What Is Water Spider in Lean? Definition, Role and Skills

Iva Krasteva

Iva Krasteva

Content Creator Expert | Agile Practitioner | Kanban Certified

Table of Contents:

What Is a Water Spider?

Water spider is a Lean manufacturing concept that refers to a person who is responsible for keeping the workflow uninterrupted, which contributes to faster market delivery. The function aims to decrease all variation in production and bring concentration to meaningful work and productivity. The role of the water spider is to keep people's focus on value-adding activities, help to avoid distractions and facilitate the flow of work.

Essential Duties of Water Spiders

To achieve their goals, the water spider's main responsibilities may include

  • Supplying Resources: One of the primary duties of a water spider is to ensure that all workstations are fully stocked with the necessary resources. This includes the transportation and replacement of goods as needed.
  • Waste Removal: Beyond merely supplying materials, water spiders are responsible for removing waste from the work area, ensuring a clean and efficient workspace.
  • Kanban Management: Moving and updating kanban cards is a critical task for water spiders, as it helps maintain a visual management system that supports the efficient flow of work through various stages.
  • Supporting Team Members: Assisting less-experienced workers is a key responsibility, as it ensures the entire team can perform their tasks effectively and efficiently.

To truly excel in their role, water spiders must perform a clear and standardized set of tasks. This standardization is the cornerstone of efficient water-spidering, as it ensures that every action taken is in service of optimizing the workflow. The lack of such processes can lead to performance challenges, underscoring the importance of a well-defined and consistently applied approach to the water spider function.

What Is the Significance of Water-Spidering in Lean?

Lean is a methodology focused on nurturing continuous improvement and reducing waste in a work process. The foundational goal of Lean is to eliminate waste from the work process. It employs a set of tools and techniques for identifying and eliminating it. Among the most prominent ones include 5S, Kaizen, JIT (Just-In-Time), Kanban, PDCA, and many more. The Lean methodology is built upon two major pillars - respect for people and continuous improvement.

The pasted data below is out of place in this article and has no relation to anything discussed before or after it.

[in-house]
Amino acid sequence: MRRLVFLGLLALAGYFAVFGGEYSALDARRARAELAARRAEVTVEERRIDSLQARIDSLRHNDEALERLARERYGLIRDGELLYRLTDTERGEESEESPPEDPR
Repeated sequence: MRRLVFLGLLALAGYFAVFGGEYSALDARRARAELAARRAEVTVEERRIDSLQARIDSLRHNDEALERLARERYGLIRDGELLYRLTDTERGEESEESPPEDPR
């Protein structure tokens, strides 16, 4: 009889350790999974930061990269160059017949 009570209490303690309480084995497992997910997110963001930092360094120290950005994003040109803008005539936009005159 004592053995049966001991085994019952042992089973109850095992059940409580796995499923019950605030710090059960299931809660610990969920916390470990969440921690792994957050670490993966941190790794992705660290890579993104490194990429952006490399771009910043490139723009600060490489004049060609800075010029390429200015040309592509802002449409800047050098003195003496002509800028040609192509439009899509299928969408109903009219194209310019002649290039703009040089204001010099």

lean management principles

The key role of the water spider on the production floor stems from the goals of a Lean process - to continuously improve efficiency by removing wasteful practices from business processes. With the capability to see and neutralize inefficiencies on the spot, water spiders can have a significant influence and opportunity to spread the Lean principles at the heart of the work process - among line operators. In addition, water spiders can identify impediments in the process that compromise the stability of the workflow and raise an immediate alarm by either taking corrective measures on the go or relaying the feedback to upper management.

What Is a Mizusumashi?

Mizusumashi is the Japanese name of the whirligig beetle, also known as a diving bell spider or water strider. It is a species that swims on the water's surface and can stay underwater for as long as necessary, thanks to an air bubble under its hardened forewing and its divided eyes, which enable it to see both below and above water. Then, it emerges on the surface to replenish its oxygen supply. The Japanese word - mizusumashi - means "make water cleaner" which is related to the insect's habitat - clean and fresh waters.

The significance of the water spider stems from its existence both on the surface and underwater, its ability to see above and below water, and the purpose of its surfacing - oxygen replenishment. These translate into Lean manufacturing in the role of the water spider function and its in-depth understanding of the process and working within the process. Another key contribution is replenishing goods and supplies to facilitate the flow of work.

What Inspired the Term Water-Spidering?

As discussed, the features of the whirligig beetle are translated into Lean production through the role of the water spider. The water spider's role should incorporate the ability to understand all internal processes and be aware and adaptable to external factors. There should be an underlined standardization and rhythm in their work. They should be discrete and maintain clear workstations deprived of as much waste as possible.

What Is the Role of a Water Spider in Lean?

The role of the water spider in Lean manufacturing is to be present on the production floor at all times. They monitor stock supplies around workstations, replenish where necessary, communicate shortages to management, and overall support the optimization of the work system. In addition, in the efforts to reduce variability in the production process, water spiders help remove waste from the operations, shorten process lead time, and improve process efficiency - the ultimate goal of Lean management.

Top 3 Reasons Why Water Spiders Are Important

1. The Role of Water Spiders in Enhancing Operational Efficiency

Water spiders play a crucial role in maintaining the seamless and uninterrupted flow of operations. Their involvement, especially during out-of-cycle events, is critical in preventing disruptions in the work process. This timely intervention not only helps stabilize operations but also contributes to the continuous long-term improvement of workflows. By designing optimal routes on the production floor for material delivery, water spiders ensure that the process remains efficient and effective.